Alpine Labs Radian Motion Control Head Review

Not too long ago capturing motion control timelapses meant spending thousands of dollars. Sure, you could “DIY it”- it didn’t cost you much to put your camera on an egg timer and wait for the “spin cycle” to complete, but good luck programming that setup!

Looking around these days, though, you can easily find a motion control head under $250. The options and features abound, and many, like the Alpine Labs Radian Motion Control Timelapse head ($249 over at B&H) we’re going to look at today, started their life on Kickstater- this means there’s a community there out of the gate tinkering and making suggestions to improve the product. But how good can a sub $250 motion control head be?

What is it it?
Radian is a lightweight single-axis motion control head. Single-axis means you can capture tilts or pans, but you don’t get linear motion on a slider.

Radian is, light, light, light. It weighs just 15 ounces (425g for ye metric folk) and measures 4.57 x 1.77” (116 x 45mm). It fits very easily in my camera bag and I don’t mind carrying it along a hike.  To put this in perspective my Canon 24-105 f/4L weighs 1.47lbs (670g).  Think of Radian as a light 2nd lens you’re bringing along. This is a big deal! When you’ve walked 13 miles with food and water strapped to your back, you’re thankful for every ounce you’re not carrying!

It’s light, but it’s also all plastic.  I wouldn’t call it flimsy, but I also wouldn’t call it a bullet-proof all metal design- keep this in mind if your’e hopelessly rough on your gear.

Using it
Setting it up is straight forward: Radian attaches to a 1/4″ screw (no 3/8″) so just turn Radian onto the bottom of your camera then attach it to your tripod head.  Radian includes a little bubble level in the package.  This is nice, but I really wish the bubble head was integrated into the unit – one gust of wind and that bubble level is gone!

Radian doesn’t have an LCD screen -you program it using your iOS or android device. What this means is the programming user interface is easy to use and, more importantly, Radian’s functionality is constantly being tweaked through Alpine Labs app updates.  What’s also nice is you only program Radian using your phone: your phone doesn’t have to remain connected to execute the timelapse like other apps such as TriggerTrap.  You just plug-in your phone, program, and disconnect.  Once your phone is disconnected the Radian app keeps track of your timelapse’s progress. This lets you walk away and just pull out your phone to see if you need to go back to your tripod(s).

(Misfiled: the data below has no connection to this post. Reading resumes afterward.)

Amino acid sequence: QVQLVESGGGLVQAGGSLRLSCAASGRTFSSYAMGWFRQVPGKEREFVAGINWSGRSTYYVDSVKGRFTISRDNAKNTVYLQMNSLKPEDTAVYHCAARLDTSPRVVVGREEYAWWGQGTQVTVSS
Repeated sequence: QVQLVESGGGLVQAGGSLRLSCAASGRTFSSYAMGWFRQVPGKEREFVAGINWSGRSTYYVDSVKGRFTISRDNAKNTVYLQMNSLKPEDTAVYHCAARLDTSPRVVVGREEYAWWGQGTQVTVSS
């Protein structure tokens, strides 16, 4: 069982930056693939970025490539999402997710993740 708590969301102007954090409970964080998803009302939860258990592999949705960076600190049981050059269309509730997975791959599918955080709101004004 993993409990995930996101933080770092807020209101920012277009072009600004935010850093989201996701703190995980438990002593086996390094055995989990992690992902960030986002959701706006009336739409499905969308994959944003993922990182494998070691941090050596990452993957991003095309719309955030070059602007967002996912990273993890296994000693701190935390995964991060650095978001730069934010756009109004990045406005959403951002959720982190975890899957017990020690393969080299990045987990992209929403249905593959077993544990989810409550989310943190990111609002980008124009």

Take a look at images below to get  a feel for the user interface.

One of the really cool things about the Radian app is queuing.  Queuing, let’s you create a sequence of commands for Radian to execute.  This allows you to shoot a timelapse, bulb ramp, then shoot another sequence at a new interval. The sky’s the limit with what you can line up and it’s a really nice feature to have.
Speaking of bulb ramping: I really like Radian’s bulb ramping setup screen.  Most bulb ramping implementations give you a start exposure and an end exposure.  Radian however, lets you set a delay before bulb ramping begins- this means you can shoot a timelapse at a pre-defined exposure for a set amount of time (pre-sunset), decide when bulb ramping begins and ends (i.e. ramp for sunset), then continue shooting your timelapse at the final exposure (i.e. night exposure).  What it all adds up is bulb ramping that works.
By the way, you can also directly control Radian – this is nice if you’re shooting video.  You just tell it the direction you want it to go (clockwise or counterclockwise), the total angle, and the amount of time you’d like the motion to take.  This ability is also helpful in setting up your timelapses.
Now, I liked having an intuitive user interface to program Radian, but I didn’t like having to remember to pack the cable necessary to do so.  It’s also a little cumbersome to plug, program, unplug, wait: plug back in to tweak something.  Is it the end of the world (no- and you can tell me I’m whining?)  Put that down as: this should be wireless (Radian 2, by the way, will bring bluetooth connectivity).
Wind is not your friend
The one bad thing I have to say about Radian is it does not like wind.  Radian works just fine when the weather is calm, but wind will turn your camera into a sail that pulls Radian around.  I’ve had a couple of occasions where I just couldn’t use the head because it was too windy.  This may not matter for your application, but if you’re outdoors on the seashore all the time, this may be an issue for you.
Ok, this is a lot of talk, let’s see some video
You can talk about a device all you want, but in the end the question is: can it perform the job it was designed to perform?  With just a little more ‘talk’, I’ll say yes.  Take a look at the video below:

  • It’s light
  • Easy to program
  • Battery lasts forever (it’s rated for 100 hours!)
  • Fits easily in my camera bag
No Like
  • Industrial design doesn’t scream elegant.  It’s functional but not pretty.  Also, materials could be more robust
  • Susceptible to wind
  • Bubble level should be integrated into the unit’s body

Should you get it ?
For $249 it’s a good timelapse device to have.  It’s small, lightweight, and easy to bring along.  If you’re shooting atop of mountains, or anywhere where wind is pervasive, I’d say look at something else.  Outside of that, it’s well worth the investment for a single-axis timelapse head.

Where to buy
B&H – $249